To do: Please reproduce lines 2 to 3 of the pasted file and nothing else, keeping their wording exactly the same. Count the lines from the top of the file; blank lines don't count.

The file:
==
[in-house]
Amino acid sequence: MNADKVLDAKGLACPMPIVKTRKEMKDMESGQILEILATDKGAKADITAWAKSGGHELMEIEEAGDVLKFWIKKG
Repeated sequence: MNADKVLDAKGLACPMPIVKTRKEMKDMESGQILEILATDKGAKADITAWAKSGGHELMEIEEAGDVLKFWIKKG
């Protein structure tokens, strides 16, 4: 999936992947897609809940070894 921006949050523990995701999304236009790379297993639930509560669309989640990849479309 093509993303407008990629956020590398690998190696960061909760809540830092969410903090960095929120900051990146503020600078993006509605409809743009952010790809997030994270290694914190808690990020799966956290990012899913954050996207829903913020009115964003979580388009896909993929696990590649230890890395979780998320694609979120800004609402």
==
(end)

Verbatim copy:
Amino acid sequence: MNADKVLDAKGLACPMPIVKTRKEMKDMESGQILEILATDKGAKADITAWAKSGGHELMEIEEAGDVLKFWIKKG
Repeated sequence: MNADKVLDAKGLACPMPIVKTRKEMKDMESGQILEILATDKGAKADITAWAKSGGHELMEIEEAGDVLKFWIKKG